Probably worked at sawmills in Kittery, Maine, “on the Asbenbedick, now Great Works, River in which Becx and Co. of London had an interest” under Richard Leader, former manager of ironworks. In the same year when Leader left, “grants of land were made to some of them [the Scots exiles] in 1656, indicating that they had been released.” Others in this group included Niven Agnew, Alexander Cooper, William Furbush, Daniel Ferguson, Peter Grant, George Gray, William Gowen, David Hamilton, Thomas Holme, John Key, Alexander Maxwell, John Neal, John Ross, John Taylor, William Thomson, and James Warren.” Charles Banks, “Scotch Prisoners Deported to New England by Cromwell, 1651-1652,” Proceedings of the Massachusetts Historical Society 61 (1927): 15.

BARROW, Barry, 1 James, Berwick. He had grants in Kit. 1662, 1673. Lists 25, 298. Wm. Gowen had James Barrow at his house and cured him of scurvy. K. by Ind in. 16 Oct. 1675. Adm. 4 Apr. 1676 to Niven Agnew, who mar. his wid. and liv. on his farm, next north of those shown in Stackp. Kittery, p. 133. No ch. Agnew’s will, calling him >my predecessor,= devised his lands. Sybil Noyes, et al., Genealogical Dictionary of Maine and New Hampshire (Portland, Me.: Southworth-Anthoensen Press, 1928-39), p. 78.

At court in Wells, April 4, 1676: Lyberty granted to Nivine Nignow to Improve James Barrows Land untill the Court take further order, hee allowing for the uss of It such a Consideration as is meete.

At court in Wells, July 4, 1676: Pouer of Administration granted unto Nivine Nignow of the Estate of James Barrow deceased, who is Injoyned to bring in a true Inventory thereof & to bring in security sufficient to respond that estate unto the next Court of Assotiates houlden for this County on the 2und Tusday of September next Insewing. Ibid., 2:315.

See: Diane Rapaport, “Scots for Sale, Part II: Scottish Prisoners in Seventeenth-Century Maine and New Hampshire,” New England Ancestors (Holiday 2004), 27, which discussed James Barry and his close friend, Niven Agnew: One of Agnew’s closest friends, Scotsman James Barry, died during an Indian 5 attack in 1675. Agnew administered the estate, not only taking possession of Barry’s farm below the Great Works, but also marrying his friend’s widow. When Agnew died childless, about 1687, his will granted all of his property to two daughters of Scottish neighbors John Taylor and Peter Grant.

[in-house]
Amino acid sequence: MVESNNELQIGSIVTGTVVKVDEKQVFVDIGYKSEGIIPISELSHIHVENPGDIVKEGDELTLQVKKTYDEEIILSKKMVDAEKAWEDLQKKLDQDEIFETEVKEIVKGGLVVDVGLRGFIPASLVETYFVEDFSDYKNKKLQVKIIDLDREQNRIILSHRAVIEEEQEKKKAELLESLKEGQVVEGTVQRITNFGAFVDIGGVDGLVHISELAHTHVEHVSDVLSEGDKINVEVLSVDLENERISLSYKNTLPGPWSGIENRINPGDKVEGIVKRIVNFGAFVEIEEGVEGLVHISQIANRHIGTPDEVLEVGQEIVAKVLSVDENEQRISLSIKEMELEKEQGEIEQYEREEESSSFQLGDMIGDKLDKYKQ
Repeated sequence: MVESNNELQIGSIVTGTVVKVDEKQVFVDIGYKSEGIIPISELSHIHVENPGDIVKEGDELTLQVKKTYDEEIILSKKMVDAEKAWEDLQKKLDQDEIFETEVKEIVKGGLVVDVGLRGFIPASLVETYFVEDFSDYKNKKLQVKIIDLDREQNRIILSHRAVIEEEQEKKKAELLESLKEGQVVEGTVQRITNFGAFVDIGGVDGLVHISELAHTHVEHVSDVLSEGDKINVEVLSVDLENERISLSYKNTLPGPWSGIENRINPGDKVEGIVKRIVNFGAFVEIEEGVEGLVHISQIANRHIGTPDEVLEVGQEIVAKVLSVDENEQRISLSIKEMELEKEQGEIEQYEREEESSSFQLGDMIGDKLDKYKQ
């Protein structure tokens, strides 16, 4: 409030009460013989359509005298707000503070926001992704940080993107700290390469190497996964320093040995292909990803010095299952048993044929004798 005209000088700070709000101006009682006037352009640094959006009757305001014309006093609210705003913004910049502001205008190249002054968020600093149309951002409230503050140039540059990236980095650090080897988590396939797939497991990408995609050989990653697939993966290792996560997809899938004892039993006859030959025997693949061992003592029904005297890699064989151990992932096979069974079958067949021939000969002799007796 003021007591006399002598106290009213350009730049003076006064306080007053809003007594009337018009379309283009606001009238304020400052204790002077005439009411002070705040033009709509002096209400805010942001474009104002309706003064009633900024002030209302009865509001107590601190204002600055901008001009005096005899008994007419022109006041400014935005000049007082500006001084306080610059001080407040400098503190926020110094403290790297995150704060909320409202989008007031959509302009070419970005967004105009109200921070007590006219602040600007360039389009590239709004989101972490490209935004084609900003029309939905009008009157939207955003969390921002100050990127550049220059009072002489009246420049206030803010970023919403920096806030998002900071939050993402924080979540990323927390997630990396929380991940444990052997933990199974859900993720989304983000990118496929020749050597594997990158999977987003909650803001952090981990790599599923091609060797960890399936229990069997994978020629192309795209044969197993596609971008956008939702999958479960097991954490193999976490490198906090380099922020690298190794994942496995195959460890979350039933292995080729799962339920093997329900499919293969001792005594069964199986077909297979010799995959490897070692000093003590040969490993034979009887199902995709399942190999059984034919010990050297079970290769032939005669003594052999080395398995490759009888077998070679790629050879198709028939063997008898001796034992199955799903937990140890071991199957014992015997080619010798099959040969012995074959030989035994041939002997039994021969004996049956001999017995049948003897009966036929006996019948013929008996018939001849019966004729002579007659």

1. Diane Rapaport, “Scots for Sale, Part II: Scottish Prisoners in Seventeenth-Century Maine and New Hampshire,” New England Ancestors (Holiday 2004), 27 []

McNair, Alexander

Battle:Battle of Dunbar in Dunbar, East Lothian, Scotland
Ship/Arrival:Unity, Dec 1650
Prisoner and List:
Name Variations:
Residences:
Other SPOW Associations:
Every attempt has been made to ensure accuracy; please independently verify all data.

Published: 23 Aug 2016, Updated: 01 Sep 2018
Page contributors: Dr. Andrew Millard, Teresa Rust


Alexander M’Nair, #77 on George S. Stewart’s Captured at Dunbar list


IMPORTANT UPDATE! (July 2018)
According to Christopher Gerrard, Pam Graves, Andrew Millard, Richard Annis, and Anwen Caffell, Lost Lives, New Voices: Unlocking the Stories of the Scottish Soldiers at the Battle of Dunbar 1650, (England: Oxbow Books, 2018), on page 250, Alexander is categorized as:

Probable [that he is a Dunbar prisoner transported on the Unity]

McNair/Mackanere/MacNair/Mackaneer/Macaneere/Machanare/Mackinire/Mackinime, Alexander. Residences: Scotland York ME. Appears: 1666. D.1670. He first appears quite late but has extensive interactions with other Scots in York. His widow married Micum McIntire [Exiles; DR; BCS; SPOWS; Ch.7 & 8]

For explanations of the category, abbreviations and references see List of Dunbar prisoners from Lost Lives, New Voices.


Descendants & Researchers

Scottish Surname:

The surnames of Scotland, their origin meaning and history ... Black, George Fraser, 1866-1948.
The surnames of Scotland, their origin meaning and history … Black, George Fraser, 1866-1948.

First Generation in the New World

1. ALEXANDER¹ MCNAIR, was born presumably in Scotland and died in New Hampshire about 1670. He married, DOROTHY PEARCE, daughter of fisherman, John Pearce of York. He had no children.

Biographical Notes:
Alexander was probably not one of Valentine Hill’s Scots, but he was one of the Dunbar prisoners. He married Dorothy, the younger daughter of fisherman John Pearce of York. When we see him as a free man, probably in his mid-30’s, he is suffering from lameness and weakness; he died about 1670, leaving no children. His widow Dorothy married fellow Scot Micum McIntire.

John Pearce’s younger daughter Dorothy Pearce first married Scot Alexander Mackaneer (unknown date).
[Note: Stinson suspects he is the “Alexander M’Nair” who is #77 on “The Dunbar Prisoners” list.] [see also GDMNH 451]
In 1666 he and his wife were excused for their 5-week absence from church due to his lameness and weakness.
Mackaneer died about 1670; he had no children [GDMNH 451]